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Misconceptions Surround Sexual Harassment, Abuse in Vietnam: Survey

A recent ActionAid survey has uncovered troubling views on sexual harassment not only among Vietnamese men but also Vietnamese women.

According to VnExpress, the international NGO interviewed over 2,000 people in five cities about sexual harassment and found that the majority of Vietnamese women did not feel safe in public places because of their gender. However, more often than not, the survey found, instances of groping or catcalling were not taken seriously.

In fact, only 48% of women and girls were concerned about sexual harassment because their definition of the term included only the most serious examples, such as rape.

"Initially many misinterpreted the term 'sexual harassment'," ActionAid Vietnam country director Hoang Phuong Thao told VnExpress. "They thought we were only asking about rape cases." 

ActionAid, however, uses the term sexual harassment to refer to unwanted actions such as groping, touching, catcalling and whistling. For many Vietnamese women, this behavior is something they have learned to put up with. According to the news outlet, one Hanoian survey respondent told ActionAid: “Taking the bus for a long time, I got used to these kinds of behavior.”

While the survey found Vietnamese women were often quick to rationalize this conduct despite feeling afraid or uncomfortable, it also showed that many men believe teasing women is acceptable.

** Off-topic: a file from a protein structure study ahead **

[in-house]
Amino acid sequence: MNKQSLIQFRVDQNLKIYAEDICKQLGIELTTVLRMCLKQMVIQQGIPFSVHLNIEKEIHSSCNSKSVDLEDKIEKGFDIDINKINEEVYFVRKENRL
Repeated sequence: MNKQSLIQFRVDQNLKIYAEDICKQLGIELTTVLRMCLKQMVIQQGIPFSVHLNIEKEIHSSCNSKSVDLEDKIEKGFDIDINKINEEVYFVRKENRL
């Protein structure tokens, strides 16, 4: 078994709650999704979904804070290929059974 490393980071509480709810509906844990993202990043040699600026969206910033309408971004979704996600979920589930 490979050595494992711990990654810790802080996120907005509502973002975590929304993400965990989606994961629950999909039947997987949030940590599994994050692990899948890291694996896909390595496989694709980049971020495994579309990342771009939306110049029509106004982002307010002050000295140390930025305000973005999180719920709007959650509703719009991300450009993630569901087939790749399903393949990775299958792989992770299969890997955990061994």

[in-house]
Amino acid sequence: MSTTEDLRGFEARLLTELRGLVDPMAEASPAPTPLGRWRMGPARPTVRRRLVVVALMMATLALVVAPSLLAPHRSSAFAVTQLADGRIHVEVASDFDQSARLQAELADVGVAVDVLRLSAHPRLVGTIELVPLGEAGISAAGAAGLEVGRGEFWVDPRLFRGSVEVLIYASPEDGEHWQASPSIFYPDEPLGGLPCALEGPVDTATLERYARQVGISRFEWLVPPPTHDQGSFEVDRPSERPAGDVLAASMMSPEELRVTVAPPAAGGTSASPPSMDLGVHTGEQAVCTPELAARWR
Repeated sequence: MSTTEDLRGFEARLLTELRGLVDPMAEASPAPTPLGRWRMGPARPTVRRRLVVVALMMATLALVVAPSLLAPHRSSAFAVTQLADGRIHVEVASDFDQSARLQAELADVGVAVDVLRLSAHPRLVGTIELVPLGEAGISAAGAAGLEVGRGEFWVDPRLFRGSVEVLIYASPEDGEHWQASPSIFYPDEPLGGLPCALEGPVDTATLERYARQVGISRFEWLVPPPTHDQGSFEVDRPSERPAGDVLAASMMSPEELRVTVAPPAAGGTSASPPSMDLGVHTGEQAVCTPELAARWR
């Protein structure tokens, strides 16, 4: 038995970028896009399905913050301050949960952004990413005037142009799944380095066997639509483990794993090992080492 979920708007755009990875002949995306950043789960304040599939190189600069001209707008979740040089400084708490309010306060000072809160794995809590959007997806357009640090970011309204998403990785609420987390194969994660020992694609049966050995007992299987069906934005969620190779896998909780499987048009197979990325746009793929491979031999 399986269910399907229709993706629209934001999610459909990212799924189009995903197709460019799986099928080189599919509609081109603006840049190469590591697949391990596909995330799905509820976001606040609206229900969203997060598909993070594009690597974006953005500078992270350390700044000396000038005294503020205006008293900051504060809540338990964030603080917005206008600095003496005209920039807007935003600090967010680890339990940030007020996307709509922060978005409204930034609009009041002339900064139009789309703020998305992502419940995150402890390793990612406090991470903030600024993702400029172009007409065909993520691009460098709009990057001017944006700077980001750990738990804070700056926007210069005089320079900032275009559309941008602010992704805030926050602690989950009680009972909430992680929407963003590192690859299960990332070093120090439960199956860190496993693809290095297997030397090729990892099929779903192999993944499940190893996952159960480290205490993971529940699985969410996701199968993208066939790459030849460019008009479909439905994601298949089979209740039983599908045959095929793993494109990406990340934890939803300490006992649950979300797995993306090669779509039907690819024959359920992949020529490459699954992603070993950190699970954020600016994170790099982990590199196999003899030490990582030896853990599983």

“Among the male participants in the survey, many believe sexual harassment is not dangerous and it shows their masculine nature,” Thao told VnExpress.

However, there is also evidence that these advances go beyond harassment to abuse. In a UN-backed survey released last month, three in five Vietnamese women reported having faced abuse from their partners, with some also believing it could be justified in certain cases.

But in a culture where talking about abuse is stigmatized, few women bother to speak up, as victim blaming is common and Vietnamese laws surrounding sexual harassment and abuse are lax. Sexual harassment violations result in a fine of US$75 at most, the news outlet reports, while criminals are only charged with sexual assault when a victim has injuries to at least 11% of his or her body.

In another VnExpress article, one 43-year-old woman, whose husband had abused her for two decades, told the news outlet: “Everybody here looks at me with respect. I bet other women couldn't endure what I've had to put up with. I get more respect from neighbors and family members than women who are not beaten by their husbands.” 

While Vietnam has taken baby steps toward changing some of these attitudes, such as last year's code of conduct, which addressed sexual harassment in the workplace, there is still plenty of work to be done in combatting sexual harassment and violence against Vietnamese women. Just last month, government officials announced they would not press charges against two men caught on tape beating a Vietnam Airlines employee.

[Photo via Thanh Nien]

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